Dear Elly,

I'm in support of the last mentioned possibility by Philip. I think it is better to see this as trying to model the network than merely trying to model centrality scores. Potentially you can also see how your variable of interest (religiosity) influences various positional network features, e.g., differentiating between incoming and outgoing centrality, homophily, interaction with reciprocity or with other homophily indicators, etc.=========================================

Tom A.B. Snijdershttp://www.stats.ox.ac.uk/~snijders

On Tue, Mar 17, 2015 at 10:14 AM, Philip Leifeld <[log in to unmask]> wrote:

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Sender: Social Networks Discussion Forum <[log in to unmask]>

Poster: Philip Leifeld <[log in to unmask]>

Subject: Re: Centrality as the Dependent Variable?

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Hi Elly,

The centrality values attached to the nodes are not independent from

each other because a high centrality value of one node may imply a high

centrality value of an adjacent node (see measures of degree

assortativity etc.) -- or merely because the network has a given

centralization and increasing the centrality of one node must decrease

the centrality of another node.

If you estimate a regression model, you should therefore specify the

channels of influence/dependence between the nodes as covariates. For

example, for each node you can include the cumulated and/or average

centrality of adjacent nodes (and possibly of indirect friends with path

length 2). Depending on the centrality measure (e.g., eigenvector

centrality), it may also make sense to include the aggregated centrality

scores of structurally similar nodes because being connected to the same

important other nodes makes both nodes in a dyad similarly important.

There may be many other ways in which a node's centrality value depends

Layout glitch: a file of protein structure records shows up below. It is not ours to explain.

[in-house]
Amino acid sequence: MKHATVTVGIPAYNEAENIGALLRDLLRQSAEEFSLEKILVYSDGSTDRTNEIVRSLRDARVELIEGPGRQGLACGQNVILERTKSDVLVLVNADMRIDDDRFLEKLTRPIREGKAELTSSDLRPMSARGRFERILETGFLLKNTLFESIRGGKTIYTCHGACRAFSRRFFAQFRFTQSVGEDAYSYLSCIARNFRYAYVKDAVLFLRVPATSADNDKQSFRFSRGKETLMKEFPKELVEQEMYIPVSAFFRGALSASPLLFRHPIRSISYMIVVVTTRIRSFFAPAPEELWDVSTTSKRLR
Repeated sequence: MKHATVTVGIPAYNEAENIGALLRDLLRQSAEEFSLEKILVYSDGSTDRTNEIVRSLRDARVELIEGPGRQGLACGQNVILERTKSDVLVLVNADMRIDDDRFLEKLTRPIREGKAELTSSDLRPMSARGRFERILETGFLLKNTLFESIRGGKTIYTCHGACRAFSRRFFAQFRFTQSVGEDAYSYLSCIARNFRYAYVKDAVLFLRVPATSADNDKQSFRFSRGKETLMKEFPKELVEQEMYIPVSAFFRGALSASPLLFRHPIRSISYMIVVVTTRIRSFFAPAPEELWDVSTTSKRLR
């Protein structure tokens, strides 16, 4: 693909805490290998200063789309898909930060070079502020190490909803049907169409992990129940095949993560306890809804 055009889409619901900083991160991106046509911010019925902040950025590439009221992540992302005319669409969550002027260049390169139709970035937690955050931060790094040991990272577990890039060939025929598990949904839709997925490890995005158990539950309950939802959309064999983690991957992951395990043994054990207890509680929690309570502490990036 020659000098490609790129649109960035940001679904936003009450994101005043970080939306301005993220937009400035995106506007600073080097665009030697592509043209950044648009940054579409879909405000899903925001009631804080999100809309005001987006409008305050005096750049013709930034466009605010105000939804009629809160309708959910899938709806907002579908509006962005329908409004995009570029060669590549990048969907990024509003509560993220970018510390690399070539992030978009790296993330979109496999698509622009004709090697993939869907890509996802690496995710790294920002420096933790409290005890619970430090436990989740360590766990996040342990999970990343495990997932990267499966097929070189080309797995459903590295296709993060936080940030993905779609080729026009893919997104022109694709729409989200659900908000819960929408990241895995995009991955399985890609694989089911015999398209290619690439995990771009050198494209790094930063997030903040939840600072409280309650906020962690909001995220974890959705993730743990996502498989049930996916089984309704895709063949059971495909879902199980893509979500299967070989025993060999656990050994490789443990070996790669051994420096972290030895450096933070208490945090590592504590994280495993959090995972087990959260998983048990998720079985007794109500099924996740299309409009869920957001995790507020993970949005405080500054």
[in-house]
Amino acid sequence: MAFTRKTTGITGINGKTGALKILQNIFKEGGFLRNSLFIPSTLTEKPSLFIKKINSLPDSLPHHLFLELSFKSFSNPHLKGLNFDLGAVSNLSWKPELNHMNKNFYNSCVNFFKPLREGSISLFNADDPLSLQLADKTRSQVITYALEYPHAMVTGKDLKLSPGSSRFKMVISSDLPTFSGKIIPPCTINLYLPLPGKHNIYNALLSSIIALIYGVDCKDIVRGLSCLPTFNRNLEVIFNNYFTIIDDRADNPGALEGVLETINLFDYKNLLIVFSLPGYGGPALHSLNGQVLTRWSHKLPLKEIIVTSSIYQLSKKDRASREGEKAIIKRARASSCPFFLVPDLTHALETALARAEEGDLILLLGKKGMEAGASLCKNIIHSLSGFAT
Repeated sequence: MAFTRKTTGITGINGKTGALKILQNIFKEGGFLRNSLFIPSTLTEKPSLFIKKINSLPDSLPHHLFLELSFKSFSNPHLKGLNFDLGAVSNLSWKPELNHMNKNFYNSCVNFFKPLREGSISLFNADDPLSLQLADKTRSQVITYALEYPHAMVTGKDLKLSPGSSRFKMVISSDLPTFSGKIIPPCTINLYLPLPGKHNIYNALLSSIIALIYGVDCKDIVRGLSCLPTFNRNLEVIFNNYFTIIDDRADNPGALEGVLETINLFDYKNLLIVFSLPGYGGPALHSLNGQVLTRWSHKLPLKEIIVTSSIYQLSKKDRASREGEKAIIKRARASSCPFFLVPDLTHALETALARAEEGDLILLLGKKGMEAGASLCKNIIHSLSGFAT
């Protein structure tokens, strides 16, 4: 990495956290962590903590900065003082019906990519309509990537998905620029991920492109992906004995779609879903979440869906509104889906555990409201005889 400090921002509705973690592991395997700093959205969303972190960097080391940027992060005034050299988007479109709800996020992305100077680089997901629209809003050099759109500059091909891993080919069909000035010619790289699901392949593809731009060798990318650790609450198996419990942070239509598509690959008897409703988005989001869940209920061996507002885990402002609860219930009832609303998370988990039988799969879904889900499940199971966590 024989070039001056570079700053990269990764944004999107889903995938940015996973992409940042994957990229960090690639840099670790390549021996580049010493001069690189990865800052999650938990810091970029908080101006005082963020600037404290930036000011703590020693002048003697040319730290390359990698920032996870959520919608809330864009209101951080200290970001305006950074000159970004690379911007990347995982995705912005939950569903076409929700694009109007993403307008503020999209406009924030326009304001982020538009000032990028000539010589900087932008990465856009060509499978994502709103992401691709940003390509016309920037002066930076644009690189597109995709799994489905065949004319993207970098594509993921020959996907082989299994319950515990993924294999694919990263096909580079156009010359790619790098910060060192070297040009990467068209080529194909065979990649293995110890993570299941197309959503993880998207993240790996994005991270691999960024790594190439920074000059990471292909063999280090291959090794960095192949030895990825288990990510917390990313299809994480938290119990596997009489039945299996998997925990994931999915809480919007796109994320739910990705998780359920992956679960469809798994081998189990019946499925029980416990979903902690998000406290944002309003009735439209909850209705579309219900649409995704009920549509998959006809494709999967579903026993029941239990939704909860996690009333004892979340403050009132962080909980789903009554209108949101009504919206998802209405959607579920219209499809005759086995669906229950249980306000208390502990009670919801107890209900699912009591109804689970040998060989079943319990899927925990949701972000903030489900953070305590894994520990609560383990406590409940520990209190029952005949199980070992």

on other nodes' values but also potentially just on features of the

network or the local neighborhood of a node in the network.

Regression models where the dependencies are specified like this go by

several names:

- If you estimate linear or generalized linear models and include only

functions of direct neighbors, this is called a "spatial autocorrelation

model" or a "network autocorrelation model". See the work of Patrick

Doreian, for example. There is a nice article in Social Networks on

"Specifying the weight matrix" for these models by Roger Leenders

(http://dx.doi.org/10.1016/S0378-8733(01)00049-1). There is an R

implementation for the linear case in the sna package by Carter Butts

(the lnam function).

- If you include various other dependencies and estimate a binary (=

logit or probit) model, this was termed "autologistic actor attribute

model" (ALAAM) by Galina Daraganova and Garry Robins in their chapter 9

of the ERGM book ("Exponential Random Graph Models for Social Networks")

by Dean Lusher, Johan Koskinen and Garry Robins. I think there is an

implementation in PNet or a related program, but others may know better

than I do. This is kind of a special case of the network autocorrelation

model but with additional dependencies.

- If you include only basic dependencies (= functions of direct

neighbors and their attributes), this is called "multiparametric

spatiotemporal autoregressive model" (m-STAR) in the spatial

econometrics literature (see an article of Jude Hays, Aya Kachi and Rob

Franzese here: http://dx.doi.org/10.1016/j.stamet.2009.11.005).